In the November 2015 survey we received responses from 902,997,800 sites and 5,539,129 web-facing computers. This reflects a monthly gain of 24.7 million sites, and 47,200 computers.
This month's website growth was dominated by Apache, which gained nearly 31 million sites – more than eight times as many as nginx, which had the second largest growth amongst the top three. Helped by a loss of 22 million Microsoft-powered websites, Apache's market share has increased to 37%, with its lead over Microsoft more than doubling to 9.9 percentage points.
This sizeable shift in market shares can be mostly attributed to 17 million websites whose domain names became due for renewal. This caused them to be moved from IIS servers to a set of domain holding pages hosted on Apache servers.
Despite Apache also having the greatest growth in web-facing computers this month, with an increase of 23,405 computers, its market share grew by just 0.03 percentage points. In contrast, nginx's similar growth of 21,004 computers increased its market share by 0.27 percentage points.
The number of web-facing computers using each vendor's software serves as a more stable metric, due in part to the cost of provisioning machines. Conversely, website counts are more prone to large fluctuations, as a single computer can serve countless websites at little incremental cost.
Demonstrating this disconnect, Tengine – an nginx fork developed by Alibaba – made a significant contribution to the overall growth in hostnames despite being used on only 5,100 web-facing computers. While the number of sites using this server grew by nearly 30%, rising to 42 million, the number of active sites using Tengine actually fell by 5%.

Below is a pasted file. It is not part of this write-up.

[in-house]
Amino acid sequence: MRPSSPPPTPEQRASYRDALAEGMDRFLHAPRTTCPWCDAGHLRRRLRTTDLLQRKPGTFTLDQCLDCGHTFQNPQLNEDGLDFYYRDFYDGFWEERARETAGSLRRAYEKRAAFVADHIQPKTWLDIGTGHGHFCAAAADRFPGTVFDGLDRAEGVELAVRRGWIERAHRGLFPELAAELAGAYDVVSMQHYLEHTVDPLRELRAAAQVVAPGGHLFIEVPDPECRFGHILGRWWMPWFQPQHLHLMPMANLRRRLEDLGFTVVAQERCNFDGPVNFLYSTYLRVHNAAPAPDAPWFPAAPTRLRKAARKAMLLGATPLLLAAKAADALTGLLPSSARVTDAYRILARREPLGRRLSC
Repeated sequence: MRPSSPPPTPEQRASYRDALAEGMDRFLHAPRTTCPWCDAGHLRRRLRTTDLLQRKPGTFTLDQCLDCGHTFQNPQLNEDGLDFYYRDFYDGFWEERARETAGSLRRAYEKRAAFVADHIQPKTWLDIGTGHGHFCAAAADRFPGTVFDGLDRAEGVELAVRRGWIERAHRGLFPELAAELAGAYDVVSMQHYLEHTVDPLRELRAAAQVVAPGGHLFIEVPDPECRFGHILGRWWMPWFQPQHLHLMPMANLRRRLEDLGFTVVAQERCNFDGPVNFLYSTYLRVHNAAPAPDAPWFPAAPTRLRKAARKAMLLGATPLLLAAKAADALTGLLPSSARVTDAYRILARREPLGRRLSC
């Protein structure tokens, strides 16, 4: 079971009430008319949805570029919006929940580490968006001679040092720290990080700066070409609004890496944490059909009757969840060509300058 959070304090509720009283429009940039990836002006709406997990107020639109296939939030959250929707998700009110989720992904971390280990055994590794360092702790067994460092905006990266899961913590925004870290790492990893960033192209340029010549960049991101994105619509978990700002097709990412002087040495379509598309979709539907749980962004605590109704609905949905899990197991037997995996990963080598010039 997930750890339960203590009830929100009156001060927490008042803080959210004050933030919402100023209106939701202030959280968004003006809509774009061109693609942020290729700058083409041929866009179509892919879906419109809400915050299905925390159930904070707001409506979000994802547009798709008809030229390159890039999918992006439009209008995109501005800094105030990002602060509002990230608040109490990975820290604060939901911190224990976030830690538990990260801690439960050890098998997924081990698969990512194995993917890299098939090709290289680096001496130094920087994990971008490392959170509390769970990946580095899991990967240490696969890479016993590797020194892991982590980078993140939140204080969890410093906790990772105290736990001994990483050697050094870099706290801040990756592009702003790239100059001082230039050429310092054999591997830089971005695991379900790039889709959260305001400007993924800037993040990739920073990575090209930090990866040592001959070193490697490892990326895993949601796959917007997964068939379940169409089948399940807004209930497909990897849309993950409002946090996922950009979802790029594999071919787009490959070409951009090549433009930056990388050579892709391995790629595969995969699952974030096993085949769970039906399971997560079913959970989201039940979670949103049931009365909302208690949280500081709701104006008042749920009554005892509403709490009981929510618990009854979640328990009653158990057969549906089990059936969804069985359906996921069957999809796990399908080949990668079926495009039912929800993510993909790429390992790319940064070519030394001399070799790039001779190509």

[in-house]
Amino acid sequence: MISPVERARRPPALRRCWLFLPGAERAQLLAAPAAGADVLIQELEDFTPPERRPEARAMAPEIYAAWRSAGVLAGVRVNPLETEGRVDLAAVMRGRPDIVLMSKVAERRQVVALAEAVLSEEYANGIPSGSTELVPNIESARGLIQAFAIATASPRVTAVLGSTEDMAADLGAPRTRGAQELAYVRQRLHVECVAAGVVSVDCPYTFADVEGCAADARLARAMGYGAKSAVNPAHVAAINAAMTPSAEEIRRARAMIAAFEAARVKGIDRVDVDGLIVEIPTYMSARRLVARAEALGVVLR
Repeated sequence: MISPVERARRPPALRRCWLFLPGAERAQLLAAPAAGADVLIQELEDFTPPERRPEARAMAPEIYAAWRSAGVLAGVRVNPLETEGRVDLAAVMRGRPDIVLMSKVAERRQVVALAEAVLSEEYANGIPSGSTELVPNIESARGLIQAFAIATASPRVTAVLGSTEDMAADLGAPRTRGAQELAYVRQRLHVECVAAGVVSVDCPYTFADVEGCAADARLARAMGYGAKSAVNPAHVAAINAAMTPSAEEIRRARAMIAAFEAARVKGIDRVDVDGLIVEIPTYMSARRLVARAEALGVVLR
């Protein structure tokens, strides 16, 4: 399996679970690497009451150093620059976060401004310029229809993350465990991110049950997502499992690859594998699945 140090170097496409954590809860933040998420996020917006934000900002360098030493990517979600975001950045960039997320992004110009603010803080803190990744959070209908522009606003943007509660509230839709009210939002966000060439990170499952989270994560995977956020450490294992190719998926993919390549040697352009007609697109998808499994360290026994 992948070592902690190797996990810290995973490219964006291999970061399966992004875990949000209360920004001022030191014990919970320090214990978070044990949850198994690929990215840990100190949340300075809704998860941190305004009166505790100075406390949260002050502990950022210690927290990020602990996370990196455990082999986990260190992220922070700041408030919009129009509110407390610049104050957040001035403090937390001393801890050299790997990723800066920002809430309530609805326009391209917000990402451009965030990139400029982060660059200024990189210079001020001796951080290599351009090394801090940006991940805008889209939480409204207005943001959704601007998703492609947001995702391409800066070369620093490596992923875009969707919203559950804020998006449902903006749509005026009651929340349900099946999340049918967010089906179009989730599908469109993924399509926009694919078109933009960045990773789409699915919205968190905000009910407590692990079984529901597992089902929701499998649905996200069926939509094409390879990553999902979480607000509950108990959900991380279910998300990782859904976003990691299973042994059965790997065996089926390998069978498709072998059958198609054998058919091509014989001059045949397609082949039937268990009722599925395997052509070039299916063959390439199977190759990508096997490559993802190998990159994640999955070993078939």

nginx continues to increase its presence amongst the top million sites. It now powers an additional 2,708 of the top sites, with Apache, Microsoft and Google each losing out to make room. nginx also showed the largest active sites growth in November, growing by 1.6 million (+6.2%) to reach a total of 27.9 million.
Since the launch of Yunjiasu ("fast cloud") in December 2014, more than 2.5 million sites (and 108,000 active sites) are now being served by a modified version of nginx called yunjiasu-nginx, making it the 10th most commonly used web server software by hostnames. Most of this growth has taken place in the last few months, with the total number of sites using this server growing by more than 5x since August.
Yunjiasu is operated by Chinese search engine giant Baidu, in collaboration with CloudFlare, who are responsible for the similar cloudflare-nginx server that is currently used by more than 5 million sites. Baidu's Yunjiasu offers the same features and functionality as CloudFlare (CDN, DNS, DDoS protection, etc.), but it is optimised for performance and regulatory controls within China.
By combining Baidu's network of 17 mainland China data centers with CloudFlare's 47 data centers outside of China, it is possible to start addressing some of the performance issues that have been dampening the appeal of Chinese hosting companies. For example, the largest hosting company in China, Aliyun, only allows its customers to host websites within China, and although it provides its own CDN service, all of the nodes are also within China. Websites that are hosted in China, and available across the combined CloudFlare/Baidu network, will benefit from much greater availability and faster load times from outside of China. Symmetrically, websites that are hosted outside of China will load faster and become much more available within China.
One of the first customers to be served across Baidu's network was TechCrunch, whose local Chinese edition (techcrunch.cn) was previously only available about 50% of the time within mainland China. CloudFlare claims that it now achieves nearly 100% availability, with an average page load time of 2.5 seconds rather than 17. CloudFlare customers must explicitly opt in to enjoy the performance benefits of the China network: To overcome technical, economic and regulatory issues, Baidu operates all services within China, while CloudFlare operates all of those outside, and by default, no CloudFlare customer traffic will pass through the China network.
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